This appearance of “enlargement” of the light reflected is caused by diffusion of a non-mirrored-polished surface (the fabric material) hence why some professional photographers will take reflector fabric and run it through a wash cycle (without soap, only water) to “season” the surface for more diffusion. This added diffusion minimally increases the overall size of the reflected light shape and helps reduce the contrast of the reflected light.
This is a negative trade-off in using a cheaper round reflector. You are reflecting, not projecting, a round light path no larger than the size of the reflector itself, to illuminate a geometrically shaped larger rectangle, because a human standing is a tall rectangle, not a round object. In essence, you are using the middle rectangle section of a round reflector, thus throwing away the outer two-thirds of the (circle) light source which increases the chance of spill-light on other elements in your scene.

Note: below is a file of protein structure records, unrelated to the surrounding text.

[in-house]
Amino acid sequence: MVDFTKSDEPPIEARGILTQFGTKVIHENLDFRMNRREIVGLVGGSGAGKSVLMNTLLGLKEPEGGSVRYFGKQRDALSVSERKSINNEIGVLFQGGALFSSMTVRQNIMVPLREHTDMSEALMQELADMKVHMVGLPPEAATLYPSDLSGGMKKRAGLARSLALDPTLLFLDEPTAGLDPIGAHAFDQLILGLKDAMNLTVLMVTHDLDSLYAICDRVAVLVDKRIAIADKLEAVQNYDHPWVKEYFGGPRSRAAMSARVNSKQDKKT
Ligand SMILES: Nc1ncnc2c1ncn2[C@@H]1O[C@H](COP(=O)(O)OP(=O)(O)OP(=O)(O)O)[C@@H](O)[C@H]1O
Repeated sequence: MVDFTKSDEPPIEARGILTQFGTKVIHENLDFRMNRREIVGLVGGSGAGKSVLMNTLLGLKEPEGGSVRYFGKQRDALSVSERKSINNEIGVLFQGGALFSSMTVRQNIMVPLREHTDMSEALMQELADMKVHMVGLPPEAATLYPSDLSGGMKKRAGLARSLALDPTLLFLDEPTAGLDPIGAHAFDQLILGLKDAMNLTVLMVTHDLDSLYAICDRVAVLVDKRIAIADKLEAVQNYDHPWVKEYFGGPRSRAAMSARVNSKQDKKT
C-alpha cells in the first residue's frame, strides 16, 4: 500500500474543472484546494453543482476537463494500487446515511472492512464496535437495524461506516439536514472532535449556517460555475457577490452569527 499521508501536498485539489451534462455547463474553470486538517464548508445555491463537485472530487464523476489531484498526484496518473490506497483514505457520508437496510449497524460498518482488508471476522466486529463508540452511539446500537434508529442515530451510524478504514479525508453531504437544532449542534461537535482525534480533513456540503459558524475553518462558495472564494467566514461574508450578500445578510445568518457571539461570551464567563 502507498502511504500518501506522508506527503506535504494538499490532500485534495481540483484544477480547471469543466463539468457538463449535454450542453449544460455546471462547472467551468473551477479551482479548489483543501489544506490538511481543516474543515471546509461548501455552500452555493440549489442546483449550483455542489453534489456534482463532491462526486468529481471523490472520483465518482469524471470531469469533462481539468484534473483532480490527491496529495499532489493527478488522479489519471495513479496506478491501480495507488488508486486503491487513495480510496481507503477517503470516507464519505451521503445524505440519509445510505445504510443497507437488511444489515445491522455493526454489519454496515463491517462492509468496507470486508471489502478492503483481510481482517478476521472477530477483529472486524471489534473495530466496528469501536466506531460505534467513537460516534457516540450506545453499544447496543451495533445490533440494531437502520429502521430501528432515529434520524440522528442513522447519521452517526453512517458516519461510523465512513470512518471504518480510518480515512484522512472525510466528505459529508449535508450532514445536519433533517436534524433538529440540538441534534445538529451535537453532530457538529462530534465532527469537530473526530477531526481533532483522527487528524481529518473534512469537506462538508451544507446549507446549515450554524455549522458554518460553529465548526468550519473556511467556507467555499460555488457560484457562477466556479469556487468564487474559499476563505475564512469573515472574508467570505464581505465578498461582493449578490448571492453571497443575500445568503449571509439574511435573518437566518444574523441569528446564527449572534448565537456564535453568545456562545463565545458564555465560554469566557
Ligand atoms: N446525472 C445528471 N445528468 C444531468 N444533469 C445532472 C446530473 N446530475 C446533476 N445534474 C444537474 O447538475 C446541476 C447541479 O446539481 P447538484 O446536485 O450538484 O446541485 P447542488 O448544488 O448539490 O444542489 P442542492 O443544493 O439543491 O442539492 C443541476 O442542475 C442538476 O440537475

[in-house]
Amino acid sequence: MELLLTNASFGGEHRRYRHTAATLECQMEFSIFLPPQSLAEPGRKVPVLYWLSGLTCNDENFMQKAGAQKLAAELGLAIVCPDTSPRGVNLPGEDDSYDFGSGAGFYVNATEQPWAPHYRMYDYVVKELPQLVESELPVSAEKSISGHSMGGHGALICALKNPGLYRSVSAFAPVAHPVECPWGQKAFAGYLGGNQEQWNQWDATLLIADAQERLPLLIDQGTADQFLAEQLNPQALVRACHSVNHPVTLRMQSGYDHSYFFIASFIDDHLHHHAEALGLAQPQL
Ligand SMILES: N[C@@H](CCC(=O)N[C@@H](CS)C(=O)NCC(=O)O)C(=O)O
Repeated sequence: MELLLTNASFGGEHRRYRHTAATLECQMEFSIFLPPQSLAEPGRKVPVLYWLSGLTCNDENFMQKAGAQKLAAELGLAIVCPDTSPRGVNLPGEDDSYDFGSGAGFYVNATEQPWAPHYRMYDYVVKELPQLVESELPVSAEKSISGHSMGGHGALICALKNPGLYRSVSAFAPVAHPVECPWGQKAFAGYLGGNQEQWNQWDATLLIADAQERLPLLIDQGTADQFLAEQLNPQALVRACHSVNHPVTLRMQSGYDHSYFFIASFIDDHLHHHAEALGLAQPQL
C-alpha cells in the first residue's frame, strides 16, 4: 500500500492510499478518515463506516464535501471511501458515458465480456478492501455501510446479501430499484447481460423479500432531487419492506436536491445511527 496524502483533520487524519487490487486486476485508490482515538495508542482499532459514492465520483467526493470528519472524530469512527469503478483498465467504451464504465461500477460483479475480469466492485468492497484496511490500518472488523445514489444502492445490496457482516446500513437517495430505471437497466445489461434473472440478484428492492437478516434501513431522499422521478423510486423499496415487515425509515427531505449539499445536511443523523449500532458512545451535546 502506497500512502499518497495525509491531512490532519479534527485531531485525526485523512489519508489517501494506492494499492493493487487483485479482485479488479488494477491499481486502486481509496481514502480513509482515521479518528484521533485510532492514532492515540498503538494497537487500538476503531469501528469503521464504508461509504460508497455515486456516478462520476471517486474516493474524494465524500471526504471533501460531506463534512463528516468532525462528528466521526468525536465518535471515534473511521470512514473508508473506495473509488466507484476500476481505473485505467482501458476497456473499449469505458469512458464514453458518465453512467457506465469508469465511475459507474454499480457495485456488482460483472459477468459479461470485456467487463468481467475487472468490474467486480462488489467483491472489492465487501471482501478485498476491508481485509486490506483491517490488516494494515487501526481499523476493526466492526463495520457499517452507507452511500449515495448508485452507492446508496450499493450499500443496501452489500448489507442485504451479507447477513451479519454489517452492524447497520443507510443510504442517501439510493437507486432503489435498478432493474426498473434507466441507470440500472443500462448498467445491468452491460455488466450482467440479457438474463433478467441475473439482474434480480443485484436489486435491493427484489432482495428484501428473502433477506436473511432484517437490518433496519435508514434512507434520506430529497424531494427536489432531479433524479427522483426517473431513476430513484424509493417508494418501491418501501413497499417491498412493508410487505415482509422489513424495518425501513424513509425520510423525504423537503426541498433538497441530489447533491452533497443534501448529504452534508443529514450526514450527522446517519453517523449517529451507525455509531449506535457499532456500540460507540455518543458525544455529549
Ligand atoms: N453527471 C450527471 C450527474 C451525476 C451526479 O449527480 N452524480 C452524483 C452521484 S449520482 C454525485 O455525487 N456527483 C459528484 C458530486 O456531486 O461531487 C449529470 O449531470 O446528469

In this illustration you can see what a 4″x6″ California Sunbounce will cover in comparison to a 3- or 6-foot diameter circle reflector.
So now that we’ve established why top professional photographers prefer rectangular reflectors instead of round reflectors, let’s answer the original question, “What size of reflector do I use?” Just like soft boxes, rectangular reflectors come in small, medium and large, and in the case of those made by California Sunbounce, there are even larger (big) and smaller (micro) versions, plus even strips (strip light).
The answer has a few things to consider, but since I tend to photograph more women than men or children, like soft boxes, I will use the largest reflector (light modifier) as possible because the truth, not myth, is that the larger the light source, the sweeter, or softer the light is, or the more forgiving the light source becomes for the human skin. Keep in mind, soft boxes, like those made by Chimera, enlarge light through diffusion, reflectors do very little, if any, enlargement of the light source due to limited diffusion (Law of Reflection) so size matters even more when it comes to reflectors. While California Sunbounce does manufacture a “Big” reflector, my favorite that fits my shooting style is the California Sunbounce Pro, primarily with the zebra fabric. It”s the quality of light that will make a difference in any photo.